Results - Discussion - References.
The model was simple to use. Table 1 shows that most measurements were within 1 mm of actual length (range: _2.2 to 0.21 mm). Electronic lengths tended to increase with time. However, this observed increase was statistically significant only in period C for groups 3 (P = 0.006) and 6 (P = 0.006), where the apical diameter was 0.45 mm. Increases for groups 1, 2, 4 and 5 (teeth with apical diameters of 0.3 mm or less) were not significant when periods A–C measurements were compared (P > 0.05). NaOCl concentration had no significant influence on length measurements. Discussion.
This report describes the manufacture and evaluation of a simple new in vitro model for teaching electronic working length determination. This model could provide service for demonstration for periods of up to 45 h provided it was kept moist.
This study did not seek to investigate the accuracy of the Root ZX whose performance and reliability has been reported previously (Shabahang et al. 1996, Pagavino et al. 1998). Rather, this reliable apex locator was employed to validate the model as a teaching tool.
Our model required no special materials and had advantages over the models of Aurelio et al. (1983) and Donnelly (1993). This latter model had the added disadvantage that it was cumbersome and required close attention because the investigator had to hold the experimental tooth. Bias was also possible because the tooth apex and emergent file were visible to the user. Root apices in our model could not be seen. Additionally, in the previous models, problems were encountered in teeth with open apices. It is possible that molten gelatine or phosphate buffered saline solution moved into the canal on insertion of the tooth causing premature electronic readings (Fouad et al. 1990, Czerw et al. 1994). A similar scenario did not arise in our model, probably owing to the relative stiffness of the alginate mould. However, when the diameter of the foramen was 0.45 mm and measurements were made after 28 h, the electronic measurements were beyond the apex. This could have resulted from shrinkage or deterioration of the alginate mould.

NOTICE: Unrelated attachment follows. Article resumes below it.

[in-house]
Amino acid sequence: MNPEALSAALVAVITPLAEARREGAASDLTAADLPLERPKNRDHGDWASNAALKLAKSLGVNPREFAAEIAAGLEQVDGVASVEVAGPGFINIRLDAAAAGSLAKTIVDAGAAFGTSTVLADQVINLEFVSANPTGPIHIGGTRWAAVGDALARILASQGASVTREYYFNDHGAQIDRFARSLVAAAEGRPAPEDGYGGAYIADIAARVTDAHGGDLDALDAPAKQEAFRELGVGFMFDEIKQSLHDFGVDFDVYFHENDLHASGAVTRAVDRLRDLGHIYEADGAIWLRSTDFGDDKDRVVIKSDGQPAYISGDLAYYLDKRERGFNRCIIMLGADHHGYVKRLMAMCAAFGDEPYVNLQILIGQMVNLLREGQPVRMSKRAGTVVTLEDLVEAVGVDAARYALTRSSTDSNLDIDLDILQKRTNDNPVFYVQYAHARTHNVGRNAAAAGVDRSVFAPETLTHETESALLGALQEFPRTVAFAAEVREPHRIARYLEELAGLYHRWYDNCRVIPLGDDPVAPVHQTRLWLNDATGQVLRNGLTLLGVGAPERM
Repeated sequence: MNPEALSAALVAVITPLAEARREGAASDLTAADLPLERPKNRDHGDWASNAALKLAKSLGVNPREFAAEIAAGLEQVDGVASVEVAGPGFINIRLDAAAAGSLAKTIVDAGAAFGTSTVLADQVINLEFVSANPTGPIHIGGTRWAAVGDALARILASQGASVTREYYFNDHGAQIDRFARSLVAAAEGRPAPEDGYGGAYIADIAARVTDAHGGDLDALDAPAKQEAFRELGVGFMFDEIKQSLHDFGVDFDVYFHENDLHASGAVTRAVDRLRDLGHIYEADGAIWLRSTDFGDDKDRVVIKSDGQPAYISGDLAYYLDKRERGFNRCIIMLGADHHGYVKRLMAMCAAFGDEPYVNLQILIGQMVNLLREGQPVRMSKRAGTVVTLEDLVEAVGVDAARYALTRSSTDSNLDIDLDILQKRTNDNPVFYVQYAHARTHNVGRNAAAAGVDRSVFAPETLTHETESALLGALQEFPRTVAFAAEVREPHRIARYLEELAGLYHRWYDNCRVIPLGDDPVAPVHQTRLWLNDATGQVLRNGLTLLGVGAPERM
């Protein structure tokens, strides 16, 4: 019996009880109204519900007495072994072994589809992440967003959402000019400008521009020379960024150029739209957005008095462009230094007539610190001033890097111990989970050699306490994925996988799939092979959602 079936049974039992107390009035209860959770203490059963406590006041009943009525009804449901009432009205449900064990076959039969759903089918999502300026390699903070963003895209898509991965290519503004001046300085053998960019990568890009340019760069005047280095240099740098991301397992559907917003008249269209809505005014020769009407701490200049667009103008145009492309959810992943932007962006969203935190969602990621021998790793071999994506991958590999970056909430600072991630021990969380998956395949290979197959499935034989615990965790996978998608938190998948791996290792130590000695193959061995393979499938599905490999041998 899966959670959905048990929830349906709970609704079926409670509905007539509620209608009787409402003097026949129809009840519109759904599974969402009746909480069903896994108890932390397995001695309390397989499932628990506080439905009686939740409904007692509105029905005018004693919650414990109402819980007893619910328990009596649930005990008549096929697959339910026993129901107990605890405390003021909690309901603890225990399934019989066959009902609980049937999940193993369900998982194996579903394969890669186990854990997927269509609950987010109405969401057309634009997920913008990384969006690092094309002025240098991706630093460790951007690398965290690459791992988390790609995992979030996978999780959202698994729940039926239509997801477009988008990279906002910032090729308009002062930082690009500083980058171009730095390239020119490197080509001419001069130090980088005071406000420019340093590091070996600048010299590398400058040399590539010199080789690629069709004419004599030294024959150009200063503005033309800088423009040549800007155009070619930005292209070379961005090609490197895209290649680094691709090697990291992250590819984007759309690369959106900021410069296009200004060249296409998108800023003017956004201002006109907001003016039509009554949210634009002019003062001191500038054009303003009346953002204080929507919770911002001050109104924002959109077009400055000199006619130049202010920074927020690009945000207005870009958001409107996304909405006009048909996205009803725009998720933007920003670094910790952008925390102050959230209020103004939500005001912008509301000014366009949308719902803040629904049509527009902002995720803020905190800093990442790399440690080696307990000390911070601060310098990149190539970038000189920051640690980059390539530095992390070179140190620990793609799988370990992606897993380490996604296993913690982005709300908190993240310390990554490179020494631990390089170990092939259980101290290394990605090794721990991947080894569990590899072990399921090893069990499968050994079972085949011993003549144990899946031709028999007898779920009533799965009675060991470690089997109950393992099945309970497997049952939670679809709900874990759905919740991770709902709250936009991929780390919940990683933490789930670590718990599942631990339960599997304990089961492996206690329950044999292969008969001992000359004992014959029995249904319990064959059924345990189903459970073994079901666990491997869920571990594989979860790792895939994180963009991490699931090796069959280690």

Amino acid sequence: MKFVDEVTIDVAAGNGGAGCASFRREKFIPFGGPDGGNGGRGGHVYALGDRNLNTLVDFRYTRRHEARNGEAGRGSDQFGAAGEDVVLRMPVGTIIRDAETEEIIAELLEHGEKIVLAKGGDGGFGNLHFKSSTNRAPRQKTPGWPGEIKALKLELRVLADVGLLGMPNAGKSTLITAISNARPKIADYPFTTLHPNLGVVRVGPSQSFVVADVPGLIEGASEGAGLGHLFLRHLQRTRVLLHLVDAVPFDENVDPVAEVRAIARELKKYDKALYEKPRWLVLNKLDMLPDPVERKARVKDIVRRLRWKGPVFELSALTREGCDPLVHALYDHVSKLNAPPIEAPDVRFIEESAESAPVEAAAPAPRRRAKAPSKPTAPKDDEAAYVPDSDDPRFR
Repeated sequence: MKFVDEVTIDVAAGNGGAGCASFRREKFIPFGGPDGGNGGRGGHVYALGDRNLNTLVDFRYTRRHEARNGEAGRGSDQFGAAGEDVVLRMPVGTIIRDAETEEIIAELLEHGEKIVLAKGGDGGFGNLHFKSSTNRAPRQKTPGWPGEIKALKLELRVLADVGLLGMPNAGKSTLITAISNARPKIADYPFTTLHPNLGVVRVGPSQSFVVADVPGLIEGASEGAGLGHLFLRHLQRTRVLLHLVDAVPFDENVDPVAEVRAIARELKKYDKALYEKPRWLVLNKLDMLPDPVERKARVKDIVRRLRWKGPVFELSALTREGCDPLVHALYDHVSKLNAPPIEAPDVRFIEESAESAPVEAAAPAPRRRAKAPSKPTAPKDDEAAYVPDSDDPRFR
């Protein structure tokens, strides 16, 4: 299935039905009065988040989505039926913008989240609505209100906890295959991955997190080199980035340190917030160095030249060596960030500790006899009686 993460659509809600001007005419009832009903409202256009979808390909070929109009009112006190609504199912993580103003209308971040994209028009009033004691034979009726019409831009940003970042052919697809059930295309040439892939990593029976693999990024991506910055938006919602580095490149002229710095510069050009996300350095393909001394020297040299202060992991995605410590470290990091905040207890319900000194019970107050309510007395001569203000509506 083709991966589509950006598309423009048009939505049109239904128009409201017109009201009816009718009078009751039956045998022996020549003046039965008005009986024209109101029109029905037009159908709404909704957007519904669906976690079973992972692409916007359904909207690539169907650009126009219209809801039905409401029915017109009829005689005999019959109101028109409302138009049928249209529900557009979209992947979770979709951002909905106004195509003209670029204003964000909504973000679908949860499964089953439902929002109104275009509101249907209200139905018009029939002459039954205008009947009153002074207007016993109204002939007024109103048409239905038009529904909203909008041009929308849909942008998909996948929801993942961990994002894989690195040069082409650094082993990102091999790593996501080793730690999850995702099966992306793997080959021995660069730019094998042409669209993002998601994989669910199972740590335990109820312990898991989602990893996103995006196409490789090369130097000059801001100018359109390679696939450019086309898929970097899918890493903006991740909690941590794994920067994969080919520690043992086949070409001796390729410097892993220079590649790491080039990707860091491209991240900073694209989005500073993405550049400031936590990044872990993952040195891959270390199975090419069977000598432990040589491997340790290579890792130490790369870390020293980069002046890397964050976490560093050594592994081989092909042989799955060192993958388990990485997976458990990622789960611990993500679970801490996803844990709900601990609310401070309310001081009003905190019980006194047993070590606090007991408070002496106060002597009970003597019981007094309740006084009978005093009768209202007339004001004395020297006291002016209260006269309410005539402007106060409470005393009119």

At the other extreme, readings in the tooth with a narrow foramen (groups 1 and 4) were consistently more than 1 mm short during the first 19 h of testing. The explanation for this is unclear, but its occurrence in both the 2.65 and 5.25% NaOCl groups suggests some form of equilibration taking place between the alginate and canal contents. No attempt was made to investigate if differing the file size for testing would have influenced results. After 19 h, readings fell within 1 mm of root end. There may, therefore, be merit in preparing the demonstration model 24 h before use if teeth with normal root-end architecture are to be employed. If used with immature teeth, the model may be used immediately after construction.
The stability of teeth in our model, and the potential to mount it in the phantom head brings a measure of realism for use in preclinical courses and even with cordless endodontic handpieces with a built-in apex locator such as the Tri Auto ZX (Morita, Tokyo, Japan).
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